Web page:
What is the Fire Fighting in Nineteenth Century America Program?
This one-hour program is designed to introduce students to the history of firefighting and the role of the fire fighter. Students will see 18th and 19th century fire vehicles. This is an interactive program that allows students to experience manning a bucket brigade and pumping the gooseneck pumper, methods of extinguishing fires in the 19th century.
How does Firefighting in Nineteenth Century America fit into my curriculum?
Fire fighting in the 19th Century will enable students to understand the historical development of today’s fire departments. This program also introduces concepts of community helpers and the importance of cooperation.
Prepare your class for your visit.
- Each student should wear a nametag with his or her first name.
- Ask your students, “What is a Museum?”
- Explain that they will be visiting the part of the carriage museum that has old fire engines. How do they think they will be different then fire engines of today?
- Review vocabulary words listed below.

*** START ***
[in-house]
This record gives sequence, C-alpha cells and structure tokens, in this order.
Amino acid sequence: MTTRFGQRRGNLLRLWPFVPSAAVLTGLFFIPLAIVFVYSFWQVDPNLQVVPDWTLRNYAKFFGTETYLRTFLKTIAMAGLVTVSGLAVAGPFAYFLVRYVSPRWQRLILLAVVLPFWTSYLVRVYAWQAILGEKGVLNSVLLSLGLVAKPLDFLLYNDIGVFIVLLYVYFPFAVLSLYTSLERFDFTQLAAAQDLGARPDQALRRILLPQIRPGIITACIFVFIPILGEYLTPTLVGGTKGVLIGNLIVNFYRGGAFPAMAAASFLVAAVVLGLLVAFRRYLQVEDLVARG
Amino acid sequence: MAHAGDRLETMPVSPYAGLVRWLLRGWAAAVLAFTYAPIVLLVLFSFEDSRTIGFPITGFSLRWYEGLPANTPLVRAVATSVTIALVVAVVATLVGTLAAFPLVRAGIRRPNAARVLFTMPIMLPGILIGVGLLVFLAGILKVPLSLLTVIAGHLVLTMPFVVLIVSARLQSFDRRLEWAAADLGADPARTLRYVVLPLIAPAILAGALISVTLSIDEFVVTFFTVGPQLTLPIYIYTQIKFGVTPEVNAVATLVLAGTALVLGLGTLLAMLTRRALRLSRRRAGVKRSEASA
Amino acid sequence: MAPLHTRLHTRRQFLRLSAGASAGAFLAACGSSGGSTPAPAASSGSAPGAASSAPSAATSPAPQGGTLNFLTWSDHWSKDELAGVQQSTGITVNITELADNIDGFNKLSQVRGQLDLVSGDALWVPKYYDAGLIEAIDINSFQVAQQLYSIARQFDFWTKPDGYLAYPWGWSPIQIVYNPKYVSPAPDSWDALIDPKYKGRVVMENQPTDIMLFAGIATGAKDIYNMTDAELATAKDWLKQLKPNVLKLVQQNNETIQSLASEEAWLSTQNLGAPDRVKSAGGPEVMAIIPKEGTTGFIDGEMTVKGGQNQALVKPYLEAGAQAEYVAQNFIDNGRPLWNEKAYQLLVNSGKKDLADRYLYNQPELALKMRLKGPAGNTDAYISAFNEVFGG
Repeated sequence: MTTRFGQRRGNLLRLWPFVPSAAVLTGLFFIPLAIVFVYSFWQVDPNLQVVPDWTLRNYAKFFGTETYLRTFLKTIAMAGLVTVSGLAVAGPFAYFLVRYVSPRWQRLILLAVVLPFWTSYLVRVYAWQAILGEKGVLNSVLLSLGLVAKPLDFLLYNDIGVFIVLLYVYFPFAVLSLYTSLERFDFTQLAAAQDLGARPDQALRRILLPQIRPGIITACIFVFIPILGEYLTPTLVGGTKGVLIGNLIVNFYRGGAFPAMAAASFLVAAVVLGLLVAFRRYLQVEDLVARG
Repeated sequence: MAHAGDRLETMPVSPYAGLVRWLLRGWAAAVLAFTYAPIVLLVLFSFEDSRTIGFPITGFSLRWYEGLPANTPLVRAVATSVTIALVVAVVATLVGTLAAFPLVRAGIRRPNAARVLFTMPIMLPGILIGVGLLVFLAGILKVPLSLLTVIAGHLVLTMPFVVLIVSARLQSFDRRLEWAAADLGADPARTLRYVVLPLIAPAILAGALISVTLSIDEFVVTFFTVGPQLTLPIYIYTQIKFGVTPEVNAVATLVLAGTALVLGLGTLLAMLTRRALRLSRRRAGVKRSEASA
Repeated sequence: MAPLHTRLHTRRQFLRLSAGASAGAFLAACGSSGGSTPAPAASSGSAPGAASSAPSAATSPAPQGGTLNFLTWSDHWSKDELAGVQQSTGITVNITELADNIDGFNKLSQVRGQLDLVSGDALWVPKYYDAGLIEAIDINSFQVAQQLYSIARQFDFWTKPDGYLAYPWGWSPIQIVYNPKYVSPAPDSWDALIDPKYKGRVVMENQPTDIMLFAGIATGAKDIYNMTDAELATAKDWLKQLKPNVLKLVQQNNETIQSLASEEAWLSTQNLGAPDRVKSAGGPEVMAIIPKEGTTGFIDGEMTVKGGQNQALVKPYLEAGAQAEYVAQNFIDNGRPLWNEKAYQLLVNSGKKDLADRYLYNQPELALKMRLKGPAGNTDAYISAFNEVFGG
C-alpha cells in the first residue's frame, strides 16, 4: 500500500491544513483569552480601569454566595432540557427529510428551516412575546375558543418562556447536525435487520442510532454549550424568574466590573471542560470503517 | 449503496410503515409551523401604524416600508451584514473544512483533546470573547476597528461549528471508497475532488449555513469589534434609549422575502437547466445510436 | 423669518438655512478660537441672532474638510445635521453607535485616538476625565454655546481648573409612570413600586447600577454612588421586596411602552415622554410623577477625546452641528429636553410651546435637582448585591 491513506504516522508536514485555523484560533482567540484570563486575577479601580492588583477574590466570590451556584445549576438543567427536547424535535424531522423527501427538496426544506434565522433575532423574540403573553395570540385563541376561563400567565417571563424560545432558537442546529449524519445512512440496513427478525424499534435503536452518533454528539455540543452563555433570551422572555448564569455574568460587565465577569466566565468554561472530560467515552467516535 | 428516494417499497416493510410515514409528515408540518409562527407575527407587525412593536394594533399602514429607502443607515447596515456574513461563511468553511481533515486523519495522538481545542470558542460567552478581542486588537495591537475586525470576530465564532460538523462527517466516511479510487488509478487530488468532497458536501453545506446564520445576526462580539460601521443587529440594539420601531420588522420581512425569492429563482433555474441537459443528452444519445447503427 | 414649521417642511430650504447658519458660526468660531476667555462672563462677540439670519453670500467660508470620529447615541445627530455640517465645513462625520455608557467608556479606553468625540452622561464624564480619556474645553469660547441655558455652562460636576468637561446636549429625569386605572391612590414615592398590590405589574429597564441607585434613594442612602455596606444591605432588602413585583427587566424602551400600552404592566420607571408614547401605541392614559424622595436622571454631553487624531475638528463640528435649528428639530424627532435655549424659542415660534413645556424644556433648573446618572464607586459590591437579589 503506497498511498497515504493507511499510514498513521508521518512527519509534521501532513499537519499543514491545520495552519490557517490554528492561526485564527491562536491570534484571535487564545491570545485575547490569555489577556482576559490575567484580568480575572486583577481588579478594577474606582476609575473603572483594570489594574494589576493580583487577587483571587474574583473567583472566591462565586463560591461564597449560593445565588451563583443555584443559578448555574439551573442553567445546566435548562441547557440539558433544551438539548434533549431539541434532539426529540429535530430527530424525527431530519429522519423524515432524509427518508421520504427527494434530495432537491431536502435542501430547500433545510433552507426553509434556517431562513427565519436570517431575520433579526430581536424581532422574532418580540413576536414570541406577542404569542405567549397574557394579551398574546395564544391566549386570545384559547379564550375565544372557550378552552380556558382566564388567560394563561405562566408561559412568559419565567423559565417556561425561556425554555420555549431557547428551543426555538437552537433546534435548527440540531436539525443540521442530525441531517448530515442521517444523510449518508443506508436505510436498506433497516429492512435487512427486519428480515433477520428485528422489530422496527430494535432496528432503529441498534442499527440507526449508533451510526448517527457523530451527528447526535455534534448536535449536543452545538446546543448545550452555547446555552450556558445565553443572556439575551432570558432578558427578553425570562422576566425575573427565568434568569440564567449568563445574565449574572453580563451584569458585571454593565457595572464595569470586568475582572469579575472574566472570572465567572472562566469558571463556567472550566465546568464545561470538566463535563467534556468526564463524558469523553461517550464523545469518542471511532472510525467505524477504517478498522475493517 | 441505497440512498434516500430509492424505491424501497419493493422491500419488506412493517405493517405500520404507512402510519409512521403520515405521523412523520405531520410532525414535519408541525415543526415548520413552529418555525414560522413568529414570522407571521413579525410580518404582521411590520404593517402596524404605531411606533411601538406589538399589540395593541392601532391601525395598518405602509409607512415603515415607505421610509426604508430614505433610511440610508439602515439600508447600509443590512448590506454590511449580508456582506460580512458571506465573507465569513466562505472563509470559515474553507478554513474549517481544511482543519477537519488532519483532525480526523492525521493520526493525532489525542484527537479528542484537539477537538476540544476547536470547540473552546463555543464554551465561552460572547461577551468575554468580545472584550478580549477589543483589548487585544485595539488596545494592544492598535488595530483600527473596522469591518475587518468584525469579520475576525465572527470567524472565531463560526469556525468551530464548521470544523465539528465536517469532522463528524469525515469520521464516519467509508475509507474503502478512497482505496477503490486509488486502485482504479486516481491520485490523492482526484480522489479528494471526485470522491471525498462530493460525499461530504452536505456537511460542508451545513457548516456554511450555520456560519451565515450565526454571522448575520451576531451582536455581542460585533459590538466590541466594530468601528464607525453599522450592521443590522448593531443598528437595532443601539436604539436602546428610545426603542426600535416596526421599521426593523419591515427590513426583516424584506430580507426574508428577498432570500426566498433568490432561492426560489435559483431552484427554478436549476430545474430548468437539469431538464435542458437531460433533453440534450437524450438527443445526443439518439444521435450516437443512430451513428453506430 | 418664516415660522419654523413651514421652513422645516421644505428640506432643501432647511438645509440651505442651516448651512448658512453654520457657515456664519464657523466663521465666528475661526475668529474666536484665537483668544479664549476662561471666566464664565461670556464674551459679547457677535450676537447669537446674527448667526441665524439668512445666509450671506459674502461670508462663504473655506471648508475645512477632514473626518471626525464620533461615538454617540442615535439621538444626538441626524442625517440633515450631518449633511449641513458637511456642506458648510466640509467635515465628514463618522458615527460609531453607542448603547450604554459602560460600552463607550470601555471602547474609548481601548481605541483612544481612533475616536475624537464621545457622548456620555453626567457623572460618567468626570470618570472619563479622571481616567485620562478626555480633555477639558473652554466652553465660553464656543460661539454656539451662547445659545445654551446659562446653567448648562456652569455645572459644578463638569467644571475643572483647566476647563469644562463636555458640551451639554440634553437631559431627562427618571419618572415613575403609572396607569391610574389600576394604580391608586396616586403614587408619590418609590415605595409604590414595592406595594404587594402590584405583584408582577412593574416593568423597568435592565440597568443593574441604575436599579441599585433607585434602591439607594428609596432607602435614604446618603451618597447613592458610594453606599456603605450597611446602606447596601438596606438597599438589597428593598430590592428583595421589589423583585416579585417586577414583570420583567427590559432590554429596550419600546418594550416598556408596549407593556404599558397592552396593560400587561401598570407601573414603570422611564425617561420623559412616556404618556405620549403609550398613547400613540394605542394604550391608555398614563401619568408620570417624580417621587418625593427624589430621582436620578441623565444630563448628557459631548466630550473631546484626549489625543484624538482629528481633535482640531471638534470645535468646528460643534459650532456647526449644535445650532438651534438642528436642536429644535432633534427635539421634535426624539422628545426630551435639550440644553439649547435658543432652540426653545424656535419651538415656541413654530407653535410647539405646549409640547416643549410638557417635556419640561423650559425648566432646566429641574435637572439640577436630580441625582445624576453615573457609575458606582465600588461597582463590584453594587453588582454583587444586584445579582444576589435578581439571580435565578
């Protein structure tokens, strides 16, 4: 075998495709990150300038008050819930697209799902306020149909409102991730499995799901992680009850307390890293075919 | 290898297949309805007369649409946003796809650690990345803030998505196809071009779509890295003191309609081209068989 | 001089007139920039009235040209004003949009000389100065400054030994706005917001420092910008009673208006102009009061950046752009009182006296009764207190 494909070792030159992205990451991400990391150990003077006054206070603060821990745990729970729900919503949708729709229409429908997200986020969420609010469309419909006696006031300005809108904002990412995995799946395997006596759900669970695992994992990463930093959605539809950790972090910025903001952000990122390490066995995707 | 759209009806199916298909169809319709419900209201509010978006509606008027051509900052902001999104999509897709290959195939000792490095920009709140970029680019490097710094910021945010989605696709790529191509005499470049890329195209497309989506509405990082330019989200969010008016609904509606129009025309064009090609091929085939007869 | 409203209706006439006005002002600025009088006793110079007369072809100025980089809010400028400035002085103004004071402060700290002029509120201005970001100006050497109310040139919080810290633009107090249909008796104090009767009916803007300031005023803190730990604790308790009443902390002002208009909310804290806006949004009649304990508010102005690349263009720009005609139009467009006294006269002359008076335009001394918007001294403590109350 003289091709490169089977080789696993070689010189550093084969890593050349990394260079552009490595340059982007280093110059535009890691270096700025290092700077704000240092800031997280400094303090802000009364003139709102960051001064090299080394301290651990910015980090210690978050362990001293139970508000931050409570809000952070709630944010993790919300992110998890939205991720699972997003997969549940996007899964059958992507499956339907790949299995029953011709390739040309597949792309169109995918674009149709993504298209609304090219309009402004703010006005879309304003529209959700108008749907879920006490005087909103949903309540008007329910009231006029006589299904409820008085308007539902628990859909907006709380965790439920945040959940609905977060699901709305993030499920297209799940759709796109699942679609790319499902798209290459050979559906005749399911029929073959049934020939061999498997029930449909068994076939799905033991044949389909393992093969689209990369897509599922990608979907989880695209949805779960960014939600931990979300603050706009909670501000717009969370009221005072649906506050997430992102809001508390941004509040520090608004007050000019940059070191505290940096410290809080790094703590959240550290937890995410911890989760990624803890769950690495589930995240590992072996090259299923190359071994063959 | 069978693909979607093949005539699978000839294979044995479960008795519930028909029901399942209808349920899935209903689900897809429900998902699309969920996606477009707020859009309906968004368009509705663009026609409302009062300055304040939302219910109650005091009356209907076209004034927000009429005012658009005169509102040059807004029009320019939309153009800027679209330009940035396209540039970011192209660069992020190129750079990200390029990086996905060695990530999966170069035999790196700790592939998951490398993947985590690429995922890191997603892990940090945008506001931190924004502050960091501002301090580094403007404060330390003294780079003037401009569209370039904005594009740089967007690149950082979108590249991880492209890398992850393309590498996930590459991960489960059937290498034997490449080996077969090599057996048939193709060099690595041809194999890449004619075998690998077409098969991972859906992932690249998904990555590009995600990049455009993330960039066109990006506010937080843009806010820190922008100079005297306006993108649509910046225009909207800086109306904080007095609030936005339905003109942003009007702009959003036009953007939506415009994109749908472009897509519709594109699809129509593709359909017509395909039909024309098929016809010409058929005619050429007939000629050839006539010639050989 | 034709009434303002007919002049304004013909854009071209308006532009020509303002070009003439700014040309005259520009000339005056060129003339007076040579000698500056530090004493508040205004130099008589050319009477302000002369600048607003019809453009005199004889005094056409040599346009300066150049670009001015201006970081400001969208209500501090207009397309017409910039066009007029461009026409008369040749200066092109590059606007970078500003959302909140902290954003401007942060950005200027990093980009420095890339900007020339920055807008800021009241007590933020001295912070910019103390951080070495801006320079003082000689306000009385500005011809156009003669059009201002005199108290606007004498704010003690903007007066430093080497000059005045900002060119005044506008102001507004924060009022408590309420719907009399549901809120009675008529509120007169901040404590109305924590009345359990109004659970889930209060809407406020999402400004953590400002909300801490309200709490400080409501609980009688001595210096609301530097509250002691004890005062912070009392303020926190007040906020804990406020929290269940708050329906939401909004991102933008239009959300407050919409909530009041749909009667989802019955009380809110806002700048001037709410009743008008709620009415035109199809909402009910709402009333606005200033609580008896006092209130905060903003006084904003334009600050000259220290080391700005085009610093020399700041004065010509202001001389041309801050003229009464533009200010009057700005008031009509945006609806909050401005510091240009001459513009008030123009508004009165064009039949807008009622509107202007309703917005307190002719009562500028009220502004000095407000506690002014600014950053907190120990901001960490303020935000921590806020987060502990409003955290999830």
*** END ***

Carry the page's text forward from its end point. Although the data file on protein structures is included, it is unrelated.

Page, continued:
- Students will be sitting on the floor when not engaged in activities; please ask them to dress appropriately.
- Remind students that there is no food, drink or flash photography in the museum.
Firefighter The person who puts out fires.
Bucket Brigade A method of putting out fires. Two lines are formed between a water source (lake, river, well) One line passes water to the fire and the other line passes empty buckets back to the water source.
Gooseneck Pumper A 19th century fire fighting vehicle. Fire fighters would raise and lower levers to pump the water through the hose and finally the nozzle.
Steam Pumper A 19th Century vehicle that used steam instead of manpower to pump the water onto the fire.
Hose Carriage A wheeled vehicle used to carry long, heavy hoses to the fire.
Speaking Trumpet A metal instrument similar to a megaphone, through which a chief would shout directions to his crew.
- Firefighters A to Z Demarest, Chris L. (Pre-K and K)
- Hercules Gramatky, Hardie (grades 1 and 2)
- New York’s Bravest Osbourne, Mary Pope (grades 2 and up)